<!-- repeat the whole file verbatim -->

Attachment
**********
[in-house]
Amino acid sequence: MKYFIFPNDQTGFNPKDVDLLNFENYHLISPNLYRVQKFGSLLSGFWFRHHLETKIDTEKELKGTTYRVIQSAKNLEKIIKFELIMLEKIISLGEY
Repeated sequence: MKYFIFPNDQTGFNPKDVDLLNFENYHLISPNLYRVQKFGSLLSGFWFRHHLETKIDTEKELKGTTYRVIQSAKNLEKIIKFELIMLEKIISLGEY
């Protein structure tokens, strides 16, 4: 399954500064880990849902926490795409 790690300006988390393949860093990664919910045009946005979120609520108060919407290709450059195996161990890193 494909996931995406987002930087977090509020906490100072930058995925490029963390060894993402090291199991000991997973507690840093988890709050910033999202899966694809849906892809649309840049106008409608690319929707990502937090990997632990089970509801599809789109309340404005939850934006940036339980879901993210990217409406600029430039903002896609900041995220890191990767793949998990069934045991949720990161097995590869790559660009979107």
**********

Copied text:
[in-house]
Amino acid sequence: MKYFIFPNDQTGFNPKDVDLLNFENYHLISPNLYRVQKFGSLLSGFWFRHHLETKIDTEKELKGTTYRVIQSAKNLEKIIKFELIMLEKIISLGEY
Repeated sequence: MKYFIFPNDQTGFNPKDVDLLNFENYHLISPNLYRVQKFGSLLSGFWFRHHLETKIDTEKELKGTTYRVIQSAKNLEKIIKFELIMLEKIISLGEY
């Protein structure tokens, strides 16, 4: 399954500064880990849902926490795409 790690300006988390393949860093990664919910045009946005979120609520108060919407290709450059195996161990890193 494909996931995406987002930087977090509020906490100072930058995925490029963390060894993402090291199991000991997973507690840093988890709050910033999202899966694809849906892809649309840049106008409608690319929707990502937090990997632990089970509801599809789109309340404005939850934006940036339980879901993210990217409406600029430039903002896609900041995220890191990767793949998990069934045991949720990161097995590869790559660009979107």